NAFTA’s 20 Years of Unfulfilled Promises

Twenty years after it took effect, NAFTA has failed the vast majority of Mexicans.

Of course, hundreds of thousands of U.S. jobs have vanished since automotive and tech companies moved their production across the border in search of much lower wages.

This was supposed to boost employment in Mexico. Instead, NAFTA has become an engine of poverty in the country, forcing millions of Mexicans to migrate to the United States in search of jobs.

Why? Under NAFTA, cheap subsidised corn from the United States flooded Mexico, making it impossible for millions of Mexican farmers to compete. Government support previously given to small farmers was withdrawn and directed to big agricultural exporting corporations instead.

“Before NAFTA, Mexico was a developing country,” says Victor Suarez, who leads an association of Mexican small farmers. “But now it’s an underdeveloping country, with 70 percent of people in rural areas and 85 percent of the indigenous population living in poverty.”

Still, even with hard times in the countryside, the trade deal’s architects promised that Mexico would industrialise. That transformation would, according to the promises that propelled NAFTA two decades ago, generate job growth.

Unfortunately, most factories that opened in Mexico are merely assembly plants, not production sites.

Parts arrive from the United States, China, and other countries. Once assembled, the products are exported. Without much local or national content, these industries require fewer workers than locally based manufacturing plants, which closed down when they could not compete.

Adán Rivera, who leads an association of small and medium-sized companies in Mexico, points out that because NAFTA caused “the destruction of thousands of small productive units,” it has resulted in “the elimination of millions of jobs.”

NAFTA not only decimated many Mexican small businesses, it also helped to destroy entire national industries. Before NAFTA, Mexico produced trains, tractors, and other industrial goods. They generally weren’t exported, but that production made the economy more self-sufficient.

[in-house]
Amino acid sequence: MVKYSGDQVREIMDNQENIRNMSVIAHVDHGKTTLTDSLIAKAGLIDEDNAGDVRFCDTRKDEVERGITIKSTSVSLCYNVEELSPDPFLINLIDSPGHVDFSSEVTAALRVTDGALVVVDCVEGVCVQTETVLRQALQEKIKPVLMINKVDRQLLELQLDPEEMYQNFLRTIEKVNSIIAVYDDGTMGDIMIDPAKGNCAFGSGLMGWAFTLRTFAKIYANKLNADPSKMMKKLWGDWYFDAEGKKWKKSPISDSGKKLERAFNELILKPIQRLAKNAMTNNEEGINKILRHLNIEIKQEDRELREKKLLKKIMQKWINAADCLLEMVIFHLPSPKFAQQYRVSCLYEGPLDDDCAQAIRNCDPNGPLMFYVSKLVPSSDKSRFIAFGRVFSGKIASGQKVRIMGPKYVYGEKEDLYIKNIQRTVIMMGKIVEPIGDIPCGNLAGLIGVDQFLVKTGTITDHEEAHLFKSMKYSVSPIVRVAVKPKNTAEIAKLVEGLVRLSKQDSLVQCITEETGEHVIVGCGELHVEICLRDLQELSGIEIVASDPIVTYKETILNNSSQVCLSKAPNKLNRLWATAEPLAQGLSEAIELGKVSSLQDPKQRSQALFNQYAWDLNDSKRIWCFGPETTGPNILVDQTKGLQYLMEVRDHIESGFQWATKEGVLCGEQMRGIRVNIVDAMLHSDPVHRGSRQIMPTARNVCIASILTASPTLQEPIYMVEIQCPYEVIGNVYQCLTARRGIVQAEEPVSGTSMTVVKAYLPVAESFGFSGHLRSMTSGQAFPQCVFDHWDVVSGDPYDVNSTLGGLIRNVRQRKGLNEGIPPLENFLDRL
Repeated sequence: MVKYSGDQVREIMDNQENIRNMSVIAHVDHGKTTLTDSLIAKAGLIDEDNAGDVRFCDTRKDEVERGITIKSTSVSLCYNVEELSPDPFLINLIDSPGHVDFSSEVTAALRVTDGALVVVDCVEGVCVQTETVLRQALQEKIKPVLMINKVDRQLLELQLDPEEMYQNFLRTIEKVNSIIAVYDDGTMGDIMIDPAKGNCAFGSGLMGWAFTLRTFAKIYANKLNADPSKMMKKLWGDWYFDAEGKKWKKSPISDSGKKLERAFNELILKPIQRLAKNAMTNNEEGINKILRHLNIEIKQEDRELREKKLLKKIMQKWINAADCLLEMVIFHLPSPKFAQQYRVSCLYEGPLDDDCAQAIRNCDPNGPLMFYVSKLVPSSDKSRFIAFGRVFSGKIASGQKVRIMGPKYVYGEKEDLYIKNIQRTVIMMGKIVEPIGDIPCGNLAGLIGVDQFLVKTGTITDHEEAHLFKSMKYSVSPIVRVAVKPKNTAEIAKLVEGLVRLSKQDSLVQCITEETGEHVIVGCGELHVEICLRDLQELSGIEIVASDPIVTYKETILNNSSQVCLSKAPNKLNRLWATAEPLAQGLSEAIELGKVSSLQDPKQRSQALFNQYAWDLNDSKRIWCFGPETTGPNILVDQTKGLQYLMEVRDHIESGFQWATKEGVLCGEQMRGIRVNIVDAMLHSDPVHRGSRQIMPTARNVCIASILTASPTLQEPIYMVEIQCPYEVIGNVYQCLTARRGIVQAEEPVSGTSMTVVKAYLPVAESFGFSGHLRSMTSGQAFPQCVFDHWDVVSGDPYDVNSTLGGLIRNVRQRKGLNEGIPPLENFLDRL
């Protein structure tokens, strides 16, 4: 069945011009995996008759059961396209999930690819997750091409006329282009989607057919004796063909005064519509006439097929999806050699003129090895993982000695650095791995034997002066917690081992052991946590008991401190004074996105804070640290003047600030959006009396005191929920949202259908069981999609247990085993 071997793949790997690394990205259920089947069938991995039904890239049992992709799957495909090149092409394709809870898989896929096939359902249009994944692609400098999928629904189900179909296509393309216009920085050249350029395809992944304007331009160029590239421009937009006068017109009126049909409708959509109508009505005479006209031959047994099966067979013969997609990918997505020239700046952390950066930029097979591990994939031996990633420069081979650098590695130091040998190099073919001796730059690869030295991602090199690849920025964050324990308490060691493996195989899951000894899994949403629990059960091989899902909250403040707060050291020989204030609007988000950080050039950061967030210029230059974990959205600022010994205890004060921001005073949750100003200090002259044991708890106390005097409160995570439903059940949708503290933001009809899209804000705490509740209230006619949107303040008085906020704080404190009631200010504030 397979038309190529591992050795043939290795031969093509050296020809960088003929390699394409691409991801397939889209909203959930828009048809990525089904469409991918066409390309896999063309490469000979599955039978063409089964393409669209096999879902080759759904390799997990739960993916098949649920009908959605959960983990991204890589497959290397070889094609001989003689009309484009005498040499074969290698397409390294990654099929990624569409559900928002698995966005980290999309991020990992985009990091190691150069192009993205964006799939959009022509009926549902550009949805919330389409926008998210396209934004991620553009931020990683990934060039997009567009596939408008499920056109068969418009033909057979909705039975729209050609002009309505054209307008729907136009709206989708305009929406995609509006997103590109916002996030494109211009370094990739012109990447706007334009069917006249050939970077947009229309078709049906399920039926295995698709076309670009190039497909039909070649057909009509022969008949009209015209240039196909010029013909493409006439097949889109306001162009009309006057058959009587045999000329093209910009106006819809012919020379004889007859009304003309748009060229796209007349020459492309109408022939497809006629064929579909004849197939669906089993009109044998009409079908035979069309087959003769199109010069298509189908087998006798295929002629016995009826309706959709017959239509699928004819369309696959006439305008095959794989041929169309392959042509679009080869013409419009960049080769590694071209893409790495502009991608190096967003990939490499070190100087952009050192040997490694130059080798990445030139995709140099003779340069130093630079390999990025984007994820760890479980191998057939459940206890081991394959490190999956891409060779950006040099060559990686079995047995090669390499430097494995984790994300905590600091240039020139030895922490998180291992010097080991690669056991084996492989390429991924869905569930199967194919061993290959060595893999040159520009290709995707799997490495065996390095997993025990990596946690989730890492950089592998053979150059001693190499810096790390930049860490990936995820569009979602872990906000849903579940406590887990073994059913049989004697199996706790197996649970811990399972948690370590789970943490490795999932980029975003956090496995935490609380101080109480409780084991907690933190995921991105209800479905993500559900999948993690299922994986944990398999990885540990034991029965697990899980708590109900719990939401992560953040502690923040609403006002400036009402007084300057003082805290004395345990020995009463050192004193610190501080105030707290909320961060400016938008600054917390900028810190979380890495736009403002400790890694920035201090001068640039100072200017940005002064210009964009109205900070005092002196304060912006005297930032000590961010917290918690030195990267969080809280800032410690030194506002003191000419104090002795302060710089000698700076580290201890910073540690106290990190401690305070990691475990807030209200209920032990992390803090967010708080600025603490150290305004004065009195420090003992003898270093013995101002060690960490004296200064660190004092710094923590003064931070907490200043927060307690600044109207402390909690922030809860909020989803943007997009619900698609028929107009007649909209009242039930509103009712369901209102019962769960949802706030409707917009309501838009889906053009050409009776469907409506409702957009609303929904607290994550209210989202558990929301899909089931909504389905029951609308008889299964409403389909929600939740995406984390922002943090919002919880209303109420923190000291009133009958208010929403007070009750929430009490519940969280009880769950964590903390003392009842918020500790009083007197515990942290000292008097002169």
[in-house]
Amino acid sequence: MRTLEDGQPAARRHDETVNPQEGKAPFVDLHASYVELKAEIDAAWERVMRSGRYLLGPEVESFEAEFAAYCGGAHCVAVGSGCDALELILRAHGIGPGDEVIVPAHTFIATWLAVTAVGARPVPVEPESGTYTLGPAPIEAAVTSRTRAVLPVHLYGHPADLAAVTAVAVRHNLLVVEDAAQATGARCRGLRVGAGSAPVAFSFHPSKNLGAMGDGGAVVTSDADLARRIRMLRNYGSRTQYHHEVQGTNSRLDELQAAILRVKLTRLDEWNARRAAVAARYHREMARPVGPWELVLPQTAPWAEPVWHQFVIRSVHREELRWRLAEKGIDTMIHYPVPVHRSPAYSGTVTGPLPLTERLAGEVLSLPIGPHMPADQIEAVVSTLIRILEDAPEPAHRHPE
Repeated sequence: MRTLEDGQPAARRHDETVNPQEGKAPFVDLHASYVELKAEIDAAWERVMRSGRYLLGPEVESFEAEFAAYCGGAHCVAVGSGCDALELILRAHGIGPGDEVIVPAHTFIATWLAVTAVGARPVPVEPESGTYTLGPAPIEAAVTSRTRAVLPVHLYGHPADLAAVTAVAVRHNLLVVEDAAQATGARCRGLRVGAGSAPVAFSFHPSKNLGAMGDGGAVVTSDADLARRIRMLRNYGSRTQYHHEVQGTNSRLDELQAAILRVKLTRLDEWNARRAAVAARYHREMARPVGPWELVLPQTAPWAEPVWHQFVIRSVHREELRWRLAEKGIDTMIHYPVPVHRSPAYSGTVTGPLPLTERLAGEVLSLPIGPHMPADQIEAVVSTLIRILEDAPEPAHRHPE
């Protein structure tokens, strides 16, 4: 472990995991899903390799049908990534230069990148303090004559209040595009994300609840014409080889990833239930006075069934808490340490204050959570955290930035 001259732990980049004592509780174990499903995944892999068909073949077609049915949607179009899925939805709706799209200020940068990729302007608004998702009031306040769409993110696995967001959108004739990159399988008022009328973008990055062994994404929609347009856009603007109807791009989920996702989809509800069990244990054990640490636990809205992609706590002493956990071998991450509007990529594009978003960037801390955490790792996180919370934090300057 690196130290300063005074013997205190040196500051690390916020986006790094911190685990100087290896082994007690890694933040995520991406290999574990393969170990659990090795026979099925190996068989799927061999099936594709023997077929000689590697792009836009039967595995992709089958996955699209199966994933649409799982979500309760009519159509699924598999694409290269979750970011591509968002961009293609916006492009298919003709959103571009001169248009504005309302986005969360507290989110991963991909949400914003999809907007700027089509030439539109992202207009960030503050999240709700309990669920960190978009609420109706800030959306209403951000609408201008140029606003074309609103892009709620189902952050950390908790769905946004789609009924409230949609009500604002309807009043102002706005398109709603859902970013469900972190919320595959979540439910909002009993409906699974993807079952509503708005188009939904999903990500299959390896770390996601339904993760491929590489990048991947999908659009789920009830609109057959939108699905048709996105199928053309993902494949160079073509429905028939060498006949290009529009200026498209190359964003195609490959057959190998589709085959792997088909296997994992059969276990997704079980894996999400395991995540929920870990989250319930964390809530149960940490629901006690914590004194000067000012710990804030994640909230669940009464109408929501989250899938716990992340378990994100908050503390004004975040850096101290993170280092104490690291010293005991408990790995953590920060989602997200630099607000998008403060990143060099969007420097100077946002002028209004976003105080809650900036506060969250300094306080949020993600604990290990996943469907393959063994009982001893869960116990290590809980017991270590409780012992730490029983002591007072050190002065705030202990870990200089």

Many of these industries have wasted away. During the 2008 financial crisis, Mexico’s economy shrank 6.6 percent — Latin America’s steepest decline — because of its chronic dependence on the U.S. market.

Meanwhile, Mexican consumption of U.S. goods has skyrocketed, with Mexicans shopping in big box stores like Walmart and Costco. At these stores, even food items emblematic of Mexico like tortilla chips and salsa are brought in from the United States.

The result? Millions of small-scale producers, mom and pop shops, and other traditional Mexican employers were scrapped, and the national diet went downhill. The gusher of processed foods and beverages from the North has made Mexico the world’s most obese nation, with diabetes its top cause of death.

Not everyone is a loser, of course. Mexico boasts the richest man in the world, Carlos Slim — who amassed his fortune from privatisation schemes related to NAFTA. Mexico’s economic elite, with its wealth securely deposited in banks in the United States and elsewhere, finds a lot to like in NAFTA.

But for the rest of the population, Mexico’s experience with NAFTA shows why free trade and investment deals are bad not only for America’s working families, but for working families all over the world.

That’s why the wide-ranging Trans-Pacific Partnership President Barack Obama is now championing faces growing global resistance. After 20 years of NAFTA, the predictions we made that the agreement would cause massive social problems have proven true. It’s become clear that these pacts can hurt people in every possible way.

Manuel Pérez-Rocha is an Institute for Policy Studies associate fellow. This article originally appeared on Other Words.